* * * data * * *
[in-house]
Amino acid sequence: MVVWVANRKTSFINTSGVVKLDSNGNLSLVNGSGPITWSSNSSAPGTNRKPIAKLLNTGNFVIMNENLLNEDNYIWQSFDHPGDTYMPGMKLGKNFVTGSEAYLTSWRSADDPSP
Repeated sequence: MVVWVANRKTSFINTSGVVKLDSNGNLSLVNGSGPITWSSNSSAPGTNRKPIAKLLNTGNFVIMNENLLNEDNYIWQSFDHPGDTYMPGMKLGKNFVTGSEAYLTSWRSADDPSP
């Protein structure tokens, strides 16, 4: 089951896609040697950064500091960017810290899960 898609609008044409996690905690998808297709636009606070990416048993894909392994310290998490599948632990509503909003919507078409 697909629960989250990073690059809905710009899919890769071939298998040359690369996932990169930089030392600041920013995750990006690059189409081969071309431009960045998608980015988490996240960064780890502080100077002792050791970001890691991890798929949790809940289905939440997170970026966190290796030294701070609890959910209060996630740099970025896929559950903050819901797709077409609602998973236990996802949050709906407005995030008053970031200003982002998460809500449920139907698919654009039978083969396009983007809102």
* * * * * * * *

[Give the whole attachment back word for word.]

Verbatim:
[in-house]
Amino acid sequence: MVVWVANRKTSFINTSGVVKLDSNGNLSLVNGSGPITWSSNSSAPGTNRKPIAKLLNTGNFVIMNENLLNEDNYIWQSFDHPGDTYMPGMKLGKNFVTGSEAYLTSWRSADDPSP
Repeated sequence: MVVWVANRKTSFINTSGVVKLDSNGNLSLVNGSGPITWSSNSSAPGTNRKPIAKLLNTGNFVIMNENLLNEDNYIWQSFDHPGDTYMPGMKLGKNFVTGSEAYLTSWRSADDPSP
């Protein structure tokens, strides 16, 4: 089951896609040697950064500091960017810290899960 898609609008044409996690905690998808297709636009606070990416048993894909392994310290998490599948632990509503909003919507078409 697909629960989250990073690059809905710009899919890769071939298998040359690369996932990169930089030392600041920013995750990006690059189409081969071309431009960045998608980015988490996240960064780890502080100077002792050791970001890691991890798929949790809940289905939440997170970026966190290796030294701070609890959910209060996630740099970025896929559950903050819901797709077409609602998973236990996802949050709906407005995030008053970031200003982002998460809500449920139907698919654009039978083969396009983007809102």